According to FIH rules, 3 types of protective gear are recommended for all field hockey players –
- Shin guards
- Ankle pads
Why should I wear shin guards?
Field hockey shin guards are made of plastic and foam, which wrap further around the lower leg, offering more ankle protection than soccer shin pads. After the hockey stick, they should be the next most important item on your shopping list. Shin guards protect the front and the sides of the lower leg from injury from flying balls and swinging sticks.
Good shin guards will also offer protection to the ankles. Shin guards also provide protection from friction burns should you fall or trip.
How should I wear shin guards?
To gain the best and snuggest fit, wear a light pair of socks under your shin guards. Many pads now have velcro straps, and will fit neatly in place from your foot to your lower knee. Pull your thicker hockey socks over the guards, once the guards are in place and attached. Buy a shin pad that stretches the full length of the shin bone to the knee.
Where can I find ankle pads?
The newest shin guards on the market now have ankle pads built into them. Shin guards that slip over your foot with an elasticated base that slips under the sole of your foot will have adequate ankle protection.
Don’t mistake hockey shin guards with soccer shin guards. Although under 13s would be okay with soccer shin guards, as they will be hitting balls with less force. Once they reach high school, I’d certainly recommend the protection is ramped up for a more serious hockey game. Soccer shin guards are designed with less protection, less padding, and weaker plastic. The better field hockey guards have inners that can be washed in washing machines and are lightweight.
Why should I use a mouthguard?
Mouthguards are often called gum shields. Gum shields protect your teeth from swinging sticks, collisions and strikes from hockey sticks. Gum shields also offer limited protection to your jaw.
They are easy to fit. When allowed to become soft in hot water, gum shields will meld to the shape of your bite. Please follow the manufacturer’s instructions. For a few dollars, they are worth their protective weight in gold.
Here are our picks for the Best Field Hockey Mouthguards.
If it's stated by FIH I 'can' wear gloves, should I wear gloves?
The FIH rules say hockey players can wear gloves though they should not be bulky thus interrupting play and gaining you an advantage against opposition players. If you play in cold conditions gloves can be a benefit offering warmth. They also protect knuckles and fingers during trips and slips and collisions.
What type of protective shoes you should be wearing when playing field hockey?
This depends on the type of surface you are going to play on. If you are playing on a grass field, then cleats are the most suitable shoe. The soles usually have big plastic studs allowing for better grip and faster transitions when moving at speed.
However, if you are playing on artificial turf, you might want to invest some money in turf shoes. They have smaller studs, ideal for gripping new forms of artificial turf.
Finally, if you are playing indoor hockey, court shoes would be more appropriate, as their soles have rubber surfaces for maximum grip on smoother surfaces.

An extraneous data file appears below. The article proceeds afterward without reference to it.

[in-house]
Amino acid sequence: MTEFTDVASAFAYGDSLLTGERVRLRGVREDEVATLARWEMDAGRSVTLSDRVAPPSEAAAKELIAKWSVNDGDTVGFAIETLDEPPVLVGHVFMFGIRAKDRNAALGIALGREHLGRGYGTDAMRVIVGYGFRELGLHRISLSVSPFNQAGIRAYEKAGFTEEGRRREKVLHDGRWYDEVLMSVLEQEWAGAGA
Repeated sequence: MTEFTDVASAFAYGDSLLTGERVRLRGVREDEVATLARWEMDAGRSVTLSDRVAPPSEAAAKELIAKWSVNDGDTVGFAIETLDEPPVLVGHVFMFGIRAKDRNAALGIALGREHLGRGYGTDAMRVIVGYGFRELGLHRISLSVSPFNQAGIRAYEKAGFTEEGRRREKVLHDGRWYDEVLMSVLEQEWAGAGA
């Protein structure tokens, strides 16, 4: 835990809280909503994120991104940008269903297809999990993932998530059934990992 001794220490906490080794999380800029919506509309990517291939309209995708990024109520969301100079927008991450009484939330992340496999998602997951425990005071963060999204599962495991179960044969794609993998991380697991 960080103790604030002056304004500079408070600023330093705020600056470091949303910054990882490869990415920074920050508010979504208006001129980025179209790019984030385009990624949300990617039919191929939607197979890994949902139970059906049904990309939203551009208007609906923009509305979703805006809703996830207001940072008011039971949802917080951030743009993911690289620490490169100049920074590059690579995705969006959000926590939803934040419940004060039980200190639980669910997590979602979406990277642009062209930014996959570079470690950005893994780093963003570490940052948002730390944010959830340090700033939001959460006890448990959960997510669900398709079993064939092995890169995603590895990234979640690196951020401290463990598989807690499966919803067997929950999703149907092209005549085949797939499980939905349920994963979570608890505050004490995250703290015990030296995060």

Field hockey shoes are tougher in general than running trainers, with tougher heels and toes should you receive a blow from a stick or a high-speed ball.
For some of the best Field Hockey shoes available on the market, check out our top choices.
Field hockey goalies must wear extra protective equipment?
Field hockey goalies may also wear neck protectors. As with all other field hockey players, goalies carry a stick at all times. However, their sticks have special modifications such as flatter shafts, and special hooks with larger playing surfaces.
Here is where to find a great selection of Field Hockey goalkeeper protection.
Do different countries have different rules regarding protection during field hockey games?
Country organizations have made their own modifications to the FIH rules and usually enforce the recommendations. In the USA, mouthguards and shin guards are required in all divisions for players and goalkeepers under 19 years.
Team USA states;
“Any violation of this modification should be considered misconduct and penalized accordingly with an appropriate card as necessary”
Furthermore, goalkeepers in all divisions for players under 19 years must wear a “mouth guard, throat protector, and chest protection.”
With younger players under the microscope U.S. high school field hockey players have been required to wear eye protection since 2011.
The Belgian hockey federation enforces the wearing of shin pads during competition games. For both youth and senior players, mouth guards are ‘strongly recommended’
English Hockey mirrors the FIH by recommending that gum shields and shin pads should be worn during games. However, it is accepted that all players in the international league will not be allowed to even partake in training sessions without those two items of protection. The same applies to most federations.
In India, the team captain has spoken out several times about poverty affecting some of the players of the national team, and how they are not attired well enough. He told the Indian Times;
“It is there for everybody to see. Hockey players do not have shoes to wear. The kits provided to the team are substandard”
However, in the top leagues, shin guards and gum shields are necessary.
The Take Away
Having a great stick may seem like the most important thing in this game we love, but actually, it’s not. Being protected is vital. Especially for the young players, new to hockey. It doesn’t take much of a hit to destroy a child’s playing confidence. And more importantly, have you seen the price of dentists lately!?!
Don’t skimp on protection, it only has to save you once.
by your hockey enthusiast, Eddie G.